But five years after EU entry the Baltic three are still primarily plugged into the power grid of their pre-1991 Soviet-era master Moscow.

Lithuanian Prime Minister Andrius Kubilius and his Latvian and Estonian counterparts, Valdis Dombrovskis and Andrus Ansip respectively, also agreed to create “open and transparent” common energy market among the Baltic states integrated with the wider EU.

Economy ministry officials from the Baltic states, Poland, Sweden, Finland and Matthias Ruete, the Head of the EU’s Energy and Transport Directorate-General attended the top level Vilnius talks.

Directors of energy companies LEO LT, Latvenergo, Eesti Energia, PSE-Operator S.E., Svenska Kraftnat and Fingrid also participated.

The exact route of the new power link is due to be finalized in June.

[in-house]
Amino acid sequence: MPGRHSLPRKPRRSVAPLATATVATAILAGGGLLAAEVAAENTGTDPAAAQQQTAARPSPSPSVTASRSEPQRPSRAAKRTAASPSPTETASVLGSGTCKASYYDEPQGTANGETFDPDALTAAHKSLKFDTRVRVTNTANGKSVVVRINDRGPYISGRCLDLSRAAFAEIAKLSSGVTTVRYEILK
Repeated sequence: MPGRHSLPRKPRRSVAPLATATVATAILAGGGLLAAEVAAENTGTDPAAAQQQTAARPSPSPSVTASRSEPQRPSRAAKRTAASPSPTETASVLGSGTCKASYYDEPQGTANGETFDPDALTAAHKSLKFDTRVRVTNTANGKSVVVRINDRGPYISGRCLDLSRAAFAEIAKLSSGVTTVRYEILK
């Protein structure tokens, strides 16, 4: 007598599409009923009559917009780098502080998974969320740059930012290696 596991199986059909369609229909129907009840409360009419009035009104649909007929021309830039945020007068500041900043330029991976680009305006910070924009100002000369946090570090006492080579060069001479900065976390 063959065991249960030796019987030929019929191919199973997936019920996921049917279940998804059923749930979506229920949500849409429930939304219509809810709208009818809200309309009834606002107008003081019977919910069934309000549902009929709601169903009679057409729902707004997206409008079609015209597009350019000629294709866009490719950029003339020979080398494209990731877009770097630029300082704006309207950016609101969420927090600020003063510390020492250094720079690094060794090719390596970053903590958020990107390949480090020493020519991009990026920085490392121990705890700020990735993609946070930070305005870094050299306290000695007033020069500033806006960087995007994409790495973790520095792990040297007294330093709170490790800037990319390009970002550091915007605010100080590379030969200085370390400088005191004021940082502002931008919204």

Both Lithuania and Latvia are joined only to Russian grid. In 2010, after closing of Ignalina power plant station, they will be dependent on Russian gas and electricity.

Under its deal to join the EU, Lithuania agreed to close the station no later than December 2009. Four states – the Baltic three and Poland – agreed to build a new power plant station in Lithuania but the work has yet to begin.

Riga, Tallinn and Warsaw have encouraged Vilnius to speed up the implementation of the project.

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ENERGY

Sweden to stop local governments blocking wind parks in final stages

Sweden's government has proposed a new law which will remove local municipalities' power to block wind parks in the final stages of the planning process, as part of a four-point plan to speed up the expansion of wind power.